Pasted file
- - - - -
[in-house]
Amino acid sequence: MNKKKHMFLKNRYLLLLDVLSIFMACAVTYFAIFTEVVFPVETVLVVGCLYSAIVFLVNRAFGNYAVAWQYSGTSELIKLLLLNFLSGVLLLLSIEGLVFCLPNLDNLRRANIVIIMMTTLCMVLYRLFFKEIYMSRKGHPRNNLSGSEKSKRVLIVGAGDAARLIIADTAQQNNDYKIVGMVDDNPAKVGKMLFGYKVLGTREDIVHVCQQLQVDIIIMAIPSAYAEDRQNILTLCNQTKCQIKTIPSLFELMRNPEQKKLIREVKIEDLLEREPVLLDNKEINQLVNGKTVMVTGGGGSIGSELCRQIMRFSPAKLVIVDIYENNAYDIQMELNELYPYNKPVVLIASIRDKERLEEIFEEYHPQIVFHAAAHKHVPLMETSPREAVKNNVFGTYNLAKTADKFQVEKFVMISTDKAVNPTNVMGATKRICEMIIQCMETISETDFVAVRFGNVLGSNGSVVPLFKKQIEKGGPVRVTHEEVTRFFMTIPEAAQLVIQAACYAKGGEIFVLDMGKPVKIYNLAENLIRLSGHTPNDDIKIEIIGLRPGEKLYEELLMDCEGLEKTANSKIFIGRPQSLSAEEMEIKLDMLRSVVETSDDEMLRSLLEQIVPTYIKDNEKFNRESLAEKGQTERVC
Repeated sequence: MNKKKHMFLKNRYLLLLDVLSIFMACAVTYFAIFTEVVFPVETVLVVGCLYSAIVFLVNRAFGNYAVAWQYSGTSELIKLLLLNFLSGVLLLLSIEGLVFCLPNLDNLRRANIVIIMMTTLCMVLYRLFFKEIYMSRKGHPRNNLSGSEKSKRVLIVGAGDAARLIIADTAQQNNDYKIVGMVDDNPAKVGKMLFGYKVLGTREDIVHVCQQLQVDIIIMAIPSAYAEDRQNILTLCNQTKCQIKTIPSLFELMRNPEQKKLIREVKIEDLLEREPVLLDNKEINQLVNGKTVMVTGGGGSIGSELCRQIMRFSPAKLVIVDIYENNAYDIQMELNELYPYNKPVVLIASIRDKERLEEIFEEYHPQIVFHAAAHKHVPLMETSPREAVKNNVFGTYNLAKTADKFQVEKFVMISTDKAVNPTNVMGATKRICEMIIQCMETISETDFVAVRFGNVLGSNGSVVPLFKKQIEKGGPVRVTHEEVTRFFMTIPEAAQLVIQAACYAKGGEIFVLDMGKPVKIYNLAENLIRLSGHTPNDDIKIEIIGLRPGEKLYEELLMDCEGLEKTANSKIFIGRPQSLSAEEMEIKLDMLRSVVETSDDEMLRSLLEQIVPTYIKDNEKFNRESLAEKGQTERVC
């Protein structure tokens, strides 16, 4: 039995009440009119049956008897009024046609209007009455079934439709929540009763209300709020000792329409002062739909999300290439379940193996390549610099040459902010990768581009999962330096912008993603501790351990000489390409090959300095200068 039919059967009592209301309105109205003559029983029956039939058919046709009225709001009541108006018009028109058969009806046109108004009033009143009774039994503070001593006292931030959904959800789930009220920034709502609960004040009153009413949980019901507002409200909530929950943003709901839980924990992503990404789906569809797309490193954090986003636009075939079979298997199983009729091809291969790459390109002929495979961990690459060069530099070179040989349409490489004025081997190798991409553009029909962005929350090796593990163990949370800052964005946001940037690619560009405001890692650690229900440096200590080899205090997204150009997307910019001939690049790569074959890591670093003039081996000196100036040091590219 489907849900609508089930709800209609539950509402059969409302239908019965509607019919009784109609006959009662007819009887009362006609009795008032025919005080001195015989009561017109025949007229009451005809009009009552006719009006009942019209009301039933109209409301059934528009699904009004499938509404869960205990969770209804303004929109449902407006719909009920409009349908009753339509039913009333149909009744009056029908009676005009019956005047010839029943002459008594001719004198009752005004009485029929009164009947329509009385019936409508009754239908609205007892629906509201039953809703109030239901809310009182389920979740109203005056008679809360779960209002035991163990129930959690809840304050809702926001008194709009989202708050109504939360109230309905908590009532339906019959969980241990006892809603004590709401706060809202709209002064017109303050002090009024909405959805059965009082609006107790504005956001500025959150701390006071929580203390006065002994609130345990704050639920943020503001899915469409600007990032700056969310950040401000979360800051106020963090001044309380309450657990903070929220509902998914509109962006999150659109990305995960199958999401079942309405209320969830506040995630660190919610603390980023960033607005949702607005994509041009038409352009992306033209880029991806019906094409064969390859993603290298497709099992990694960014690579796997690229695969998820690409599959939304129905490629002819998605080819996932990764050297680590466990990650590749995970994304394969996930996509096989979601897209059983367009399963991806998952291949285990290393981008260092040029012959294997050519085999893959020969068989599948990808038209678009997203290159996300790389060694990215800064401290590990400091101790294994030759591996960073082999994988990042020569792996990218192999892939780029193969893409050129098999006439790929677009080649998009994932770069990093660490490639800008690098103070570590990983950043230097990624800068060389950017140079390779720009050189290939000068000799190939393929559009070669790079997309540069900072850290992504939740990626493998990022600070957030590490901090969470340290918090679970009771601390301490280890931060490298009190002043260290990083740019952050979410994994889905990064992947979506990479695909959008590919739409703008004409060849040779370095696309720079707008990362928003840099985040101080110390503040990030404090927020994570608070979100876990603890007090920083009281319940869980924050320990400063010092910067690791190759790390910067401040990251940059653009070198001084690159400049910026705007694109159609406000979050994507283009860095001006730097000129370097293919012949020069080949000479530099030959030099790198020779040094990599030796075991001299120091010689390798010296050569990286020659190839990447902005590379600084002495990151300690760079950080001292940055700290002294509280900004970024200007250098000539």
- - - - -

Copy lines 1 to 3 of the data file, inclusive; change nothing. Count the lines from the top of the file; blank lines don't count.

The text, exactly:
[in-house]
Amino acid sequence: MNKKKHMFLKNRYLLLLDVLSIFMACAVTYFAIFTEVVFPVETVLVVGCLYSAIVFLVNRAFGNYAVAWQYSGTSELIKLLLLNFLSGVLLLLSIEGLVFCLPNLDNLRRANIVIIMMTTLCMVLYRLFFKEIYMSRKGHPRNNLSGSEKSKRVLIVGAGDAARLIIADTAQQNNDYKIVGMVDDNPAKVGKMLFGYKVLGTREDIVHVCQQLQVDIIIMAIPSAYAEDRQNILTLCNQTKCQIKTIPSLFELMRNPEQKKLIREVKIEDLLEREPVLLDNKEINQLVNGKTVMVTGGGGSIGSELCRQIMRFSPAKLVIVDIYENNAYDIQMELNELYPYNKPVVLIASIRDKERLEEIFEEYHPQIVFHAAAHKHVPLMETSPREAVKNNVFGTYNLAKTADKFQVEKFVMISTDKAVNPTNVMGATKRICEMIIQCMETISETDFVAVRFGNVLGSNGSVVPLFKKQIEKGGPVRVTHEEVTRFFMTIPEAAQLVIQAACYAKGGEIFVLDMGKPVKIYNLAENLIRLSGHTPNDDIKIEIIGLRPGEKLYEELLMDCEGLEKTANSKIFIGRPQSLSAEEMEIKLDMLRSVVETSDDEMLRSLLEQIVPTYIKDNEKFNRESLAEKGQTERVC
Repeated sequence: MNKKKHMFLKNRYLLLLDVLSIFMACAVTYFAIFTEVVFPVETVLVVGCLYSAIVFLVNRAFGNYAVAWQYSGTSELIKLLLLNFLSGVLLLLSIEGLVFCLPNLDNLRRANIVIIMMTTLCMVLYRLFFKEIYMSRKGHPRNNLSGSEKSKRVLIVGAGDAARLIIADTAQQNNDYKIVGMVDDNPAKVGKMLFGYKVLGTREDIVHVCQQLQVDIIIMAIPSAYAEDRQNILTLCNQTKCQIKTIPSLFELMRNPEQKKLIREVKIEDLLEREPVLLDNKEINQLVNGKTVMVTGGGGSIGSELCRQIMRFSPAKLVIVDIYENNAYDIQMELNELYPYNKPVVLIASIRDKERLEEIFEEYHPQIVFHAAAHKHVPLMETSPREAVKNNVFGTYNLAKTADKFQVEKFVMISTDKAVNPTNVMGATKRICEMIIQCMETISETDFVAVRFGNVLGSNGSVVPLFKKQIEKGGPVRVTHEEVTRFFMTIPEAAQLVIQAACYAKGGEIFVLDMGKPVKIYNLAENLIRLSGHTPNDDIKIEIIGLRPGEKLYEELLMDCEGLEKTANSKIFIGRPQSLSAEEMEIKLDMLRSVVETSDDEMLRSLLEQIVPTYIKDNEKFNRESLAEKGQTERVC